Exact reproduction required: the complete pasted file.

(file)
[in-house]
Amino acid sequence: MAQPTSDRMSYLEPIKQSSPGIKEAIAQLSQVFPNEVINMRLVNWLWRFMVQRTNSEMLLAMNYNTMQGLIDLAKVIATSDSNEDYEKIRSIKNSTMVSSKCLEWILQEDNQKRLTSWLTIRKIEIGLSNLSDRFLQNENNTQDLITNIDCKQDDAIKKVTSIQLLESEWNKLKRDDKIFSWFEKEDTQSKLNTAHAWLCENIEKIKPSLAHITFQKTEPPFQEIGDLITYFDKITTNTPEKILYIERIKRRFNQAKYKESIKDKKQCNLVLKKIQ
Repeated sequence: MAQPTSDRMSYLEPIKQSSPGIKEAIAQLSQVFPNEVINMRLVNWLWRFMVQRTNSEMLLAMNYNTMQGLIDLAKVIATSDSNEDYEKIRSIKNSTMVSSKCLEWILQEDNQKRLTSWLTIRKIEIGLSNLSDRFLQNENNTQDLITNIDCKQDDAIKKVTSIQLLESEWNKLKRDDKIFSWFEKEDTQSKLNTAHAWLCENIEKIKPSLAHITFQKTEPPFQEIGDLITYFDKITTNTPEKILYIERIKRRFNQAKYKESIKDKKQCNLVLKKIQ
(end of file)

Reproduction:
[in-house]
Amino acid sequence: MAQPTSDRMSYLEPIKQSSPGIKEAIAQLSQVFPNEVINMRLVNWLWRFMVQRTNSEMLLAMNYNTMQGLIDLAKVIATSDSNEDYEKIRSIKNSTMVSSKCLEWILQEDNQKRLTSWLTIRKIEIGLSNLSDRFLQNENNTQDLITNIDCKQDDAIKKVTSIQLLESEWNKLKRDDKIFSWFEKEDTQSKLNTAHAWLCENIEKIKPSLAHITFQKTEPPFQEIGDLITYFDKITTNTPEKILYIERIKRRFNQAKYKESIKDKKQCNLVLKKIQ
Repeated sequence: MAQPTSDRMSYLEPIKQSSPGIKEAIAQLSQVFPNEVINMRLVNWLWRFMVQRTNSEMLLAMNYNTMQGLIDLAKVIATSDSNEDYEKIRSIKNSTMVSSKCLEWILQEDNQKRLTSWLTIRKIEIGLSNLSDRFLQNENNTQDLITNIDCKQDDAIKKVTSIQLLESEWNKLKRDDKIFSWFEKEDTQSKLNTAHAWLCENIEKIKPSLAHITFQKTEPPFQEIGDLITYFDKITTNTPEKILYIERIKRRFNQAKYKESIKDKKQCNLVLKKIQ